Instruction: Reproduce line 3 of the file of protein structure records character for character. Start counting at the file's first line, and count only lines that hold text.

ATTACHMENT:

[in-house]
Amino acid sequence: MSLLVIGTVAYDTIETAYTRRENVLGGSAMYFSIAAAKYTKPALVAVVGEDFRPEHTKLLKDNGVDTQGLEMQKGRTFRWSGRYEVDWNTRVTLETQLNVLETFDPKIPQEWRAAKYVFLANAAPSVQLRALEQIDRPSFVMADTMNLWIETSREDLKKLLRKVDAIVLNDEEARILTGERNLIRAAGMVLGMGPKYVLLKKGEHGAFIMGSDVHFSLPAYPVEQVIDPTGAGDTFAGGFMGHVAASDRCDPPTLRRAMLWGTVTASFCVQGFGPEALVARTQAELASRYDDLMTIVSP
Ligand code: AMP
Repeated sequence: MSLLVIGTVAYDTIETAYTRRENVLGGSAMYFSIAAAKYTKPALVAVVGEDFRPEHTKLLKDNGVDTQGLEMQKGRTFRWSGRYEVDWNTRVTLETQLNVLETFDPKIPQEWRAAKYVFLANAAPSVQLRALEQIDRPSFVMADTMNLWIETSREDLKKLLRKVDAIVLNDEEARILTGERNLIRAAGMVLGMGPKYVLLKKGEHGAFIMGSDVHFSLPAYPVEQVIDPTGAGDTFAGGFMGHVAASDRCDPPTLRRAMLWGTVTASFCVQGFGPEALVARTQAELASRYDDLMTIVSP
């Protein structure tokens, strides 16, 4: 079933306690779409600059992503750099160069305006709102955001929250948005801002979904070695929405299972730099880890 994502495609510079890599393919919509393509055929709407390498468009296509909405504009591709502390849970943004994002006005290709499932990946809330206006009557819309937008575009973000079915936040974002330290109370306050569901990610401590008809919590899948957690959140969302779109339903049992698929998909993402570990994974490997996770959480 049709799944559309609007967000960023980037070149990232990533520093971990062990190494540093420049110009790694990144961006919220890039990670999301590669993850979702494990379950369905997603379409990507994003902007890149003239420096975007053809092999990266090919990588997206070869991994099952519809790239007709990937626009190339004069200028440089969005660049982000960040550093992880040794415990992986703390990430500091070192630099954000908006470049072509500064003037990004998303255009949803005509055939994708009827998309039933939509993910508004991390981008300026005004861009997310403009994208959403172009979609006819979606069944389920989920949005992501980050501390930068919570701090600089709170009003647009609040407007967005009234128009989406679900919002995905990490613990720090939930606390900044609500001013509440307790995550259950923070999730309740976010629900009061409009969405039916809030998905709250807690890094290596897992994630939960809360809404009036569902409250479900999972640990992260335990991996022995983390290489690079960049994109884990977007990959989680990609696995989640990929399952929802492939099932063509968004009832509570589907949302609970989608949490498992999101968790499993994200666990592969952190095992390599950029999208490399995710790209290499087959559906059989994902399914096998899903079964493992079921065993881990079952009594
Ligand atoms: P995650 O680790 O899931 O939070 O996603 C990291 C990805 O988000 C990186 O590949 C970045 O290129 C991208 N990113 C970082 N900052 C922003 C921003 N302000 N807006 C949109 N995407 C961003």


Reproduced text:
Ligand code: AMP